Still, don’t forget to bargain! In Essaouira, I always try to end up with about 75-85% of the stated price.
In addition, there are a few things in Essaouira that are hard to find elsewhere, such as thuya wood and amlou.
So, you should consider putting your stay in Essaouira at the end of your Morocco trip, so you don’t have to lug everything around for the rest of your trip.
Souvenirs from Thuya wood
Woodwork made from the thuya tree is a speciality of Essaouira. The rest of Morocco uses mainly cedar wood. The thuya wood is beautiful, reddish-brown and very interestingly grained.
You can find jewellery boxes, chess sets, bowls, salad servers and much more. Tables are also often decorated with thuya wood and mother-of-pearl.
The wood has a very pleasant scent and still smells after years, especially if you wipe it with a damp cloth.
If you search a bit, you will also find the odd craftsman at work.
Souvenirs from Essaouira with Argan oil
Argan trees are endemic to the region around Essaouira, which means you won’t find them anywhere else. The argan nuts are still processed by hand. They are roasted and ground, and the oil is used in the kitchen or for cosmetics.
The manual work and the fact that argan is only available here make for relatively high prices. So, watch out, if you are offered cheap argan products, there is probably little or no real argan oil in them.
Oil for the kitchen costs at least 200-250 DH per litre. Hair oil etc. is much cheaper because it is less expensive to produce.
Amlou is a great souvenir from Essaouira, as it will definitely not gather dust on the shelf. It is also called Morocco’s Nutella and is a mixture of almond paste, argan oil and honey. Orange blossom honey is often used, and I personally like this variant best. Very tasty on fresh, still warm bread.
The best place to buy amlou is in one of the small shops in the medina, I always go to the one with number 27 in the alley coming from Bab Marrakech, just after the intersection with the main street, on the left.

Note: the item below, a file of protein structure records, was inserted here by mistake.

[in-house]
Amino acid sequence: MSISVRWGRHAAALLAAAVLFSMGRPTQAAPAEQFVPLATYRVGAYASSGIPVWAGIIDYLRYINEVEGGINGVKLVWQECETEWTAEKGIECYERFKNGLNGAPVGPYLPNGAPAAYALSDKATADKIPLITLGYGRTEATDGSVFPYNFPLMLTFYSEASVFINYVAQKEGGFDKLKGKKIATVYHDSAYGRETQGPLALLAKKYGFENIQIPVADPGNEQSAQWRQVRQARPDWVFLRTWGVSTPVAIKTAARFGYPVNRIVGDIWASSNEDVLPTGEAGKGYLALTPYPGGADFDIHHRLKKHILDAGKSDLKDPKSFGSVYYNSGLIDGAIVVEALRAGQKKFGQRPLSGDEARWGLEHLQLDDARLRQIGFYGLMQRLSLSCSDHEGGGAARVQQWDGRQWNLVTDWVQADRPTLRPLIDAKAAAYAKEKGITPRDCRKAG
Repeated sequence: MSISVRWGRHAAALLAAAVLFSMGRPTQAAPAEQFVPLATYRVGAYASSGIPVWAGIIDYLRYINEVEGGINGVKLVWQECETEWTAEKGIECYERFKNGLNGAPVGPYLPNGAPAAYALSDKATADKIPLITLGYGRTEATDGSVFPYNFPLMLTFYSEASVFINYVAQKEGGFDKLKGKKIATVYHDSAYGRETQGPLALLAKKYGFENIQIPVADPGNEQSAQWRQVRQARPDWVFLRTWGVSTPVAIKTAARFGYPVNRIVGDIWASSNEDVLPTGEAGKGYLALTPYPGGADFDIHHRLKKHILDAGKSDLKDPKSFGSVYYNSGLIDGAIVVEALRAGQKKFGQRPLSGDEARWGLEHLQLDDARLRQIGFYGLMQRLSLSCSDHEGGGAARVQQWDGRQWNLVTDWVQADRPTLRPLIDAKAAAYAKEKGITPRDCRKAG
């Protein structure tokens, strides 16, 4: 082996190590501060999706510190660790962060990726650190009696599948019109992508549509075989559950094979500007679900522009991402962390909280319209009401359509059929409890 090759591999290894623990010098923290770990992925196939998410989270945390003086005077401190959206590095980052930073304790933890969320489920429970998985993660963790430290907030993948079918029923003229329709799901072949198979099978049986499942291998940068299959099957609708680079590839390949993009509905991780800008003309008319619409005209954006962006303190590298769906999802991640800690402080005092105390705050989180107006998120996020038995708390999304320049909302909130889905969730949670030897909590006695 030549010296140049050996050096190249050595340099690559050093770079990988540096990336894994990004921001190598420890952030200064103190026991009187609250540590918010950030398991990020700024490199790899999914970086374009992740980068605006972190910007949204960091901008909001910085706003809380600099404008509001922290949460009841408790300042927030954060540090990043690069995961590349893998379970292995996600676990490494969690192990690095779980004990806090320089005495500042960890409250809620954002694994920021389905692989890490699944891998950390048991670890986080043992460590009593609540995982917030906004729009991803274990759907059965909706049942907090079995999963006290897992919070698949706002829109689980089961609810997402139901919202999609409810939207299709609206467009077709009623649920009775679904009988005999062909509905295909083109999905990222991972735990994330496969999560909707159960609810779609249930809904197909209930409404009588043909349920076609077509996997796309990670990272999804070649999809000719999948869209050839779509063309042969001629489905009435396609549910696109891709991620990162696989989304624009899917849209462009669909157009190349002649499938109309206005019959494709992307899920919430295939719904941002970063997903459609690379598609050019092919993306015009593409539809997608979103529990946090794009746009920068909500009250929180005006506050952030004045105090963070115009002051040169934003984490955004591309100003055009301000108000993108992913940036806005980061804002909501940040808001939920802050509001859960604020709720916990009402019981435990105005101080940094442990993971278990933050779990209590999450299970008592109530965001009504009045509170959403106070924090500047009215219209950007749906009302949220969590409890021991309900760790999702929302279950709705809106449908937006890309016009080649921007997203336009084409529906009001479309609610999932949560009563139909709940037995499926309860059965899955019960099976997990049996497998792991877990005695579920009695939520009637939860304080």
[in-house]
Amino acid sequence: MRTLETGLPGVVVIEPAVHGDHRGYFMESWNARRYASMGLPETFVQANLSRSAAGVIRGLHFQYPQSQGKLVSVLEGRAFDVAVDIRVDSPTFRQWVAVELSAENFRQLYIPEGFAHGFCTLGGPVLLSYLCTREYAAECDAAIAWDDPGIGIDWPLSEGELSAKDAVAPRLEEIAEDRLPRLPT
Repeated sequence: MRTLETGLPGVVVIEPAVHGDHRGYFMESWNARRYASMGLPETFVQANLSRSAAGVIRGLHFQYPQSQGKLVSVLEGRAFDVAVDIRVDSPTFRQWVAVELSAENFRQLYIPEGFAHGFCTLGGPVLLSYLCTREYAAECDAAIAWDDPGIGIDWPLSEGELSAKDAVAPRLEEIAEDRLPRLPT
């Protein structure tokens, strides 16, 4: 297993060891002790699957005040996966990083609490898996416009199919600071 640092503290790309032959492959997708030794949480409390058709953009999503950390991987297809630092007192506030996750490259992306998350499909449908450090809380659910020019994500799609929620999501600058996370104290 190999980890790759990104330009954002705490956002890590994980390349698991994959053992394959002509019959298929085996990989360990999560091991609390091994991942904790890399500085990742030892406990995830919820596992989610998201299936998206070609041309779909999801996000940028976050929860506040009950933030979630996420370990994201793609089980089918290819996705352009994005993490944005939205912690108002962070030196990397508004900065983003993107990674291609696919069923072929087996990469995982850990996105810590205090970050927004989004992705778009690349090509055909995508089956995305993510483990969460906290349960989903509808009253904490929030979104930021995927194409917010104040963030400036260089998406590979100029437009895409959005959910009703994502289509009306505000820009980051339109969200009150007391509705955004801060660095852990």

Since the amlou is made by hand, the price is correspondingly high. You pay about 200-240 DH for a litre, there are plastic tins in different sizes, and you can also decide for yourself how much honey you want. I don’t like it super sweet.
Beware: in the supermarket, Amlou is often sold cheaply, but it’s made from peanut butter instead of almonds. It tastes only half as good and is not really worth it. And in the tourist traps, e.g. in the Ourika Valley, they try to sell you a 400g jar for 500 DH.
Leather shoes and bags from Essaouira
The medina is full of small shops selling leather products: shoes, handbags, travel bags, etc. Here you sometimes have to search a bit to find really good quality, and it’s not dirt cheap either. But of course, it’s still much cheaper than at home.
You have to be careful not to be tricked when the goods are advertised as handmade. You can usually tell if the stitches at the seams are not perfectly regular, it is handmade. And therefore, much more expensive. But you are also directly supporting a craftsman and ensuring that this art does not die out.
Even though most of the ceramics are not made in Essaouira, you can still buy them here. Most of it comes from Safi, just up the coast. But Safi is not necessarily worth a visit if you are only in the country for a few weeks.
Again, everything is handmade and therefore not perfect. So, if you want to buy several matching pieces, you have to invest a bit of time to make sure they actually match.
On the bottom of plates, bowls, etc., you can usually find the city and sometimes the manufacturer’s name.
You should also bargain here, and the more you buy, the bigger the discount. So, if you want several bowls for example, it is a good idea to buy them all from the same seller.
Paintings by Rashida, exclusive souvenirs in Essaouira
A somewhat different souvenir is one (or even several) paintings by Rashida. Rashida is from Essaouira and has been painting scenes from the city for over 20 years. She has been on television here and her style is often copied by other artists.
She also sells paintings that her husband has made, but they are similar enough that you can buy mixed.
You can find Rashida almost every day at the Skala at the end of the ramp. The paintings cost between 130 and 200 DH, depending on the size.
And of course, you can also buy carpets in Essaouira. There is a large selection from all regions of Morocco. The thick, fluffy carpets come from the mountains, the thin and often heavily patterned ones from the desert.
Almost all carpet sellers also ship the carpets directly to your home, so you don’t have to worry about transport.
A great alternative to buying a rug that doesn’t involve paying a middleman is The Anou. It is an association of cooperatives all over Morocco that have their own internet platform through which they sell. You can also have your customized measurements and/or designs made here and the shipping is of course also well organised.
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